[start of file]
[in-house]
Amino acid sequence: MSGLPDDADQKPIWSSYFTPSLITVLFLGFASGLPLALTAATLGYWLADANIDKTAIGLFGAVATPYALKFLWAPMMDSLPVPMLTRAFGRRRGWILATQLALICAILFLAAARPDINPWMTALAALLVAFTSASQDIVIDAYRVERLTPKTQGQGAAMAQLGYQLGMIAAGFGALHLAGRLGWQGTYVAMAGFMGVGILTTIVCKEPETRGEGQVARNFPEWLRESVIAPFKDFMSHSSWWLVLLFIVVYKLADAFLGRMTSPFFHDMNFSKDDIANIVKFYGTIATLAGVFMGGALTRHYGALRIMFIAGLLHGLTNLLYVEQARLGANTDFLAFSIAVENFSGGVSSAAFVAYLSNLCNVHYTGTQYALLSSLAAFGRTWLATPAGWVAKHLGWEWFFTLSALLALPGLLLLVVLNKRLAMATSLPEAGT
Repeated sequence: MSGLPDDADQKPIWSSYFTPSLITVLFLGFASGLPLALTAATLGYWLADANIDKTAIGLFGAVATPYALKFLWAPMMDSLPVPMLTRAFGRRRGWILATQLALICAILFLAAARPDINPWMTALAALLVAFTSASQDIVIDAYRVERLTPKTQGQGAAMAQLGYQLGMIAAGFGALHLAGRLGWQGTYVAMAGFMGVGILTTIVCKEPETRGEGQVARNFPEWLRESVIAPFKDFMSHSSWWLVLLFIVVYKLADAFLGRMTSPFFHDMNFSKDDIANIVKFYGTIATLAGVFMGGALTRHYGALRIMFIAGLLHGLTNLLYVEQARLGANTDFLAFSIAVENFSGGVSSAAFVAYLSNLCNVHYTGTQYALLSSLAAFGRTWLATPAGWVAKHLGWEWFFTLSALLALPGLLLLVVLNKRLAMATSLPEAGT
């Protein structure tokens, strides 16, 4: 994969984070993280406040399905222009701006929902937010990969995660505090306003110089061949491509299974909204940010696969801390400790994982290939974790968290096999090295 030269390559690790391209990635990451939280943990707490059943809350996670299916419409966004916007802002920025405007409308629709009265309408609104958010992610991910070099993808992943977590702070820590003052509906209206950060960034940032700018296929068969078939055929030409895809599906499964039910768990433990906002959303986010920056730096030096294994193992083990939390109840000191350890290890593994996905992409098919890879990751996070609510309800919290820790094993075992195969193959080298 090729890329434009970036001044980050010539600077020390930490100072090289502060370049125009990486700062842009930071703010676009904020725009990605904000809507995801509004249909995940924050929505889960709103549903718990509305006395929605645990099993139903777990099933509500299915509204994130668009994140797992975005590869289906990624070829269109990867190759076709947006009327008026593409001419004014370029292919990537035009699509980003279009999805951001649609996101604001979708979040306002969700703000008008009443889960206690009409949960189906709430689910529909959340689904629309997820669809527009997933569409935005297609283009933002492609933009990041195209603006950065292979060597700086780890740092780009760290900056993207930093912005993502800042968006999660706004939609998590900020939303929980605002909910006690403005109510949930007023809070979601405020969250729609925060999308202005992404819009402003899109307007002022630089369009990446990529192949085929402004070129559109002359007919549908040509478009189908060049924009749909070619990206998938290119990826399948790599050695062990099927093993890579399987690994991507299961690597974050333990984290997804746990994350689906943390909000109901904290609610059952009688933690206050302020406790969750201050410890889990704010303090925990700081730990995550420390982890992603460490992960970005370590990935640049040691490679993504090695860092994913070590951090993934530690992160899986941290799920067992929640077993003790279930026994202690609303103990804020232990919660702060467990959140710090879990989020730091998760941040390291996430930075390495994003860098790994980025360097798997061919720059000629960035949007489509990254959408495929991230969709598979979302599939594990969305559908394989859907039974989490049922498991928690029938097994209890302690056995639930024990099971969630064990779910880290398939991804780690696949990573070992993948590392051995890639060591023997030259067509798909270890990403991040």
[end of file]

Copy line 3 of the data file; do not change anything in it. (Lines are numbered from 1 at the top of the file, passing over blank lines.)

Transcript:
Repeated sequence: MSGLPDDADQKPIWSSYFTPSLITVLFLGFASGLPLALTAATLGYWLADANIDKTAIGLFGAVATPYALKFLWAPMMDSLPVPMLTRAFGRRRGWILATQLALICAILFLAAARPDINPWMTALAALLVAFTSASQDIVIDAYRVERLTPKTQGQGAAMAQLGYQLGMIAAGFGALHLAGRLGWQGTYVAMAGFMGVGILTTIVCKEPETRGEGQVARNFPEWLRESVIAPFKDFMSHSSWWLVLLFIVVYKLADAFLGRMTSPFFHDMNFSKDDIANIVKFYGTIATLAGVFMGGALTRHYGALRIMFIAGLLHGLTNLLYVEQARLGANTDFLAFSIAVENFSGGVSSAAFVAYLSNLCNVHYTGTQYALLSSLAAFGRTWLATPAGWVAKHLGWEWFFTLSALLALPGLLLLVVLNKRLAMATSLPEAGT